Here’s the most important question:
Where are you moving? You were busy with graduate school for a while, right? So maybe this is “the big move” to start “the new job”? 2,000 miles - I hope the countryside there suits you (good rivers, and whatever else).

Removing thwarts and stacking
Your idea about removing thwarts and seats in one boat and putting it over the top of a smaller one might work okay. Obviously the boat you strip must be deep enough to fit over the other boat, but consider this too. Without thwarts, the hull is likely to be a lot more flexy, which “might” make it harder to tie down properly so that it stays put (I’ve only dealt with one canoe with the thwarts out, and its hull was not nearly as stiff as it was after the thwarts were re-installed). I think it would be worth a try though, as long as it’s not a last-minute thing, just in case it turns out to not work as planned.

Chuck the whole plan
Don’t leave buddy :frowning: I am gonna miss the hell out of you.

I will miss your backside on our bike rides:-)))

Take good care my friend.

A bit of work but I like the idea
the idea of putting a little boat inside a bigger boat is tidy.

I have carried up to four boats piled on my double-wide rack. I would not hesitate to carry three boats cross country stacked on top of each other or in various side by side configurations. But tying on two boats is SOP, and if you put a little boat inside a bigger boat, you reduce your challenge to tying on two boats. You end up twisting out 16 or 20 bolts, but how big a deal is that? If you pile boat on boat, there has to be spots where the boats are rubbing together. This is probably not that big a deal, and I’d do it. However, for 20 bolts and nuts, you get an easy tie-down and no rubbing. I’d do this extra prep work.

Just my vote.


Simple, two ways, just ropes
I’ve carried 3 boats many times, and even 5 – with no pipes, boards or gizmos. Just ropes.

Method 1 is just simple pyramid, as TC1’s photos show.

Method 2 is to place the biggest canoe in the middle of the rack and then lean the other two up against it at an angle. You maintain the angle by extra diagonal ropes, in addition to all the belly ropes and bow-stern ropes.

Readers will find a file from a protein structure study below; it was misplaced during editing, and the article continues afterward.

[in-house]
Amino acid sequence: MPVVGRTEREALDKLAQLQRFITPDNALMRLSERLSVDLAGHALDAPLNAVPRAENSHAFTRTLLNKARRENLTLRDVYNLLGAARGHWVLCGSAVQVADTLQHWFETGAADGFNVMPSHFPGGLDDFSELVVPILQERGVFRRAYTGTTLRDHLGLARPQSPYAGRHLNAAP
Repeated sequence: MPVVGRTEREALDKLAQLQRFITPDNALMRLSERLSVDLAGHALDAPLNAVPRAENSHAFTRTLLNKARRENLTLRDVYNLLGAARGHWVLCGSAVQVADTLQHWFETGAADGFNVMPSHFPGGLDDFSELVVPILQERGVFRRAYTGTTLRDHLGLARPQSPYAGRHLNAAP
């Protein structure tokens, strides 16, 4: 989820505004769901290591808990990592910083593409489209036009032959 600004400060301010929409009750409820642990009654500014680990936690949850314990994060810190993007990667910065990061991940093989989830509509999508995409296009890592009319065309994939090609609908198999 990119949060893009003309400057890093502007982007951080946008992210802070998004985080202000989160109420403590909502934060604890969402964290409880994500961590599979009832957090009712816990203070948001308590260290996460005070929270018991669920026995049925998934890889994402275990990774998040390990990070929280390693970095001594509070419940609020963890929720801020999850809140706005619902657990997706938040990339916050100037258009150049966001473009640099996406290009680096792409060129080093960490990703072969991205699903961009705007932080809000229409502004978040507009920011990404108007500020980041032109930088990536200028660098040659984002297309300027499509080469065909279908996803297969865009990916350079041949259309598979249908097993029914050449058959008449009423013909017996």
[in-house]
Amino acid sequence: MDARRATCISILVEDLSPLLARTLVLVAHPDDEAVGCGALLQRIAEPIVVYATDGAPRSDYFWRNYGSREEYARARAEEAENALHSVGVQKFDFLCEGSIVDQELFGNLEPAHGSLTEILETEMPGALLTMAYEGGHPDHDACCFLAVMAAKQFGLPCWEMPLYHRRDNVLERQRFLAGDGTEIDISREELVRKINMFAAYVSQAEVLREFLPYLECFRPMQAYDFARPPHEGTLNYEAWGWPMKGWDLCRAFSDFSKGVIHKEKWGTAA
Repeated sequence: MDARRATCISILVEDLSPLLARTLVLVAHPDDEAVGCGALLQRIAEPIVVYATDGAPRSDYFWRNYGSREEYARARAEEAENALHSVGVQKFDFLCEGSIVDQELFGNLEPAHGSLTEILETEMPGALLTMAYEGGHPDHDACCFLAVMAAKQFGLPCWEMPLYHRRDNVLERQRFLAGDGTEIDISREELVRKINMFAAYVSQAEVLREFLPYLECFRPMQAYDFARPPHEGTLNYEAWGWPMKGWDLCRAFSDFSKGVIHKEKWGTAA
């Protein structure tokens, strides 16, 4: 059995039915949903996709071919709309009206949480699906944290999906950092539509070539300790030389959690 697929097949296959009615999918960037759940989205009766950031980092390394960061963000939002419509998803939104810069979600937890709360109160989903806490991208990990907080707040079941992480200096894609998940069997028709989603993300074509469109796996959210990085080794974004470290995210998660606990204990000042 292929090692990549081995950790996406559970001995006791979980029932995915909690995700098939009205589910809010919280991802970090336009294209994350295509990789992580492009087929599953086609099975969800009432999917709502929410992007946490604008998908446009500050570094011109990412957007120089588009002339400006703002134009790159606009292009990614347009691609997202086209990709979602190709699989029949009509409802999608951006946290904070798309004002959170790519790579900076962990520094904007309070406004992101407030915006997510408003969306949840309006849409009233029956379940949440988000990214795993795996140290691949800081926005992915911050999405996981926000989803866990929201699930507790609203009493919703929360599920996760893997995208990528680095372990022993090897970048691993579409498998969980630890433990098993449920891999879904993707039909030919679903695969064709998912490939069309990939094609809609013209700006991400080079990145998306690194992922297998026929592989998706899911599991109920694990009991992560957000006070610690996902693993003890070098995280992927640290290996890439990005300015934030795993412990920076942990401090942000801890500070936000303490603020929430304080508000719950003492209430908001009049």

I carried 5 canoes from Woodstock, NY, to Tallahassee, FL, and back – a 17’ Old Town wooden OTCA, 16’MRC Explorer, 14’ Whitesell Piranha, 16+’ Lotus BJX and 15’ Lotus Caper. I used a combination of the two methods. First the pyramid; then the two lightest boats angled on top of the first layer of the pyramid, leaning against the top boat on the pyramid. LOTS of rope.

The boats never budged in 3000 miles. But I got a flat tire on I-95, which was exciting for a spell.

ahh the adventure…
I checked width and depth of the Wildfire, I spent the time to strip out all the cross-members in the Souris 16-footer, I created 3 temporary thwarts to fix on top of the Souris gunnels to solidify it during transport while keeping the interior open. One thing I neglected to take into account - stem flotation in the Souris. Crap - Wildfire don’t fit…So…I put everything back together.

Looks like it’s a pyramid stack for the move…

Well, Jarvis…
…you could just leave the Souris here, she could stay in her old spot in the barn! Where you headed? WW

Happy trails…
Is there room for all three canoes to travel like kayaks on edge? I have traveled long distances with my canoe on edge on my kayak rack when my companion’s boat was too wide for both to be side-by-side on my 60" rack. My canoe always traveled well like that.


I also found a photo of three canoes stacked in a pyramid, but with a twist. Check out how they did the rack for additional security and load distribution.


Good luck and happy trails…


has anybody mentioned…
Take pvc pipe and place pipe insulation around it. Run a line thru the pipe. Lay the two padded pipes horizontal across the top of the two boats already secured to existing rack. Tie the pvc down to the existing cross bars. You now have two “cross bars” located on top of the lower level of canoes. Tie the top boat direct to the pvc pipe. Email me if you wanna see a pic of this.